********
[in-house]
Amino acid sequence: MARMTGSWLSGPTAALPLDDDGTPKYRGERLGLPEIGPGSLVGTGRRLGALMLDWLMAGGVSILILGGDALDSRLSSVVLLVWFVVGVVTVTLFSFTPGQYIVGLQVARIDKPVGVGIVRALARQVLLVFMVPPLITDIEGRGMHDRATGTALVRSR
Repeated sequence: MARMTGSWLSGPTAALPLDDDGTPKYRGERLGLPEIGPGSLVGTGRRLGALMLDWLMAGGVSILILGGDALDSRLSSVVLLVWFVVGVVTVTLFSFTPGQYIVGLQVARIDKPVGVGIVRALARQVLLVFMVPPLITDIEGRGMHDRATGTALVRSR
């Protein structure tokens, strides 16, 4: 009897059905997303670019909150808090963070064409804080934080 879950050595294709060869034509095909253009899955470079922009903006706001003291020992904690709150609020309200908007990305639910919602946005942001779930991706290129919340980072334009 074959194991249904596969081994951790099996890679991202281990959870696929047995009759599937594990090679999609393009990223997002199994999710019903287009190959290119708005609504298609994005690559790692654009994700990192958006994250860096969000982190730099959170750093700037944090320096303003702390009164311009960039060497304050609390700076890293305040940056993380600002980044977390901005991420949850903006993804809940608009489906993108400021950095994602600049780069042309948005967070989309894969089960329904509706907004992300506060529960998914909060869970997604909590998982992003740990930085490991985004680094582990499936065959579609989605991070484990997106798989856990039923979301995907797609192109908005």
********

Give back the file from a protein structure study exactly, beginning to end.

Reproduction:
[in-house]
Amino acid sequence: MARMTGSWLSGPTAALPLDDDGTPKYRGERLGLPEIGPGSLVGTGRRLGALMLDWLMAGGVSILILGGDALDSRLSSVVLLVWFVVGVVTVTLFSFTPGQYIVGLQVARIDKPVGVGIVRALARQVLLVFMVPPLITDIEGRGMHDRATGTALVRSR
Repeated sequence: MARMTGSWLSGPTAALPLDDDGTPKYRGERLGLPEIGPGSLVGTGRRLGALMLDWLMAGGVSILILGGDALDSRLSSVVLLVWFVVGVVTVTLFSFTPGQYIVGLQVARIDKPVGVGIVRALARQVLLVFMVPPLITDIEGRGMHDRATGTALVRSR
């Protein structure tokens, strides 16, 4: 009897059905997303670019909150808090963070064409804080934080 879950050595294709060869034509095909253009899955470079922009903006706001003291020992904690709150609020309200908007990305639910919602946005942001779930991706290129919340980072334009 074959194991249904596969081994951790099996890679991202281990959870696929047995009759599937594990090679999609393009990223997002199994999710019903287009190959290119708005609504298609994005690559790692654009994700990192958006994250860096969000982190730099959170750093700037944090320096303003702390009164311009960039060497304050609390700076890293305040940056993380600002980044977390901005991420949850903006993804809940608009489906993108400021950095994602600049780069042309948005967070989309894969089960329904509706907004992300506060529960998914909060869970997604909590998982992003740990930085490991985004680094582990499936065959579609989605991070484990997106798989856990039923979301995907797609192109908005």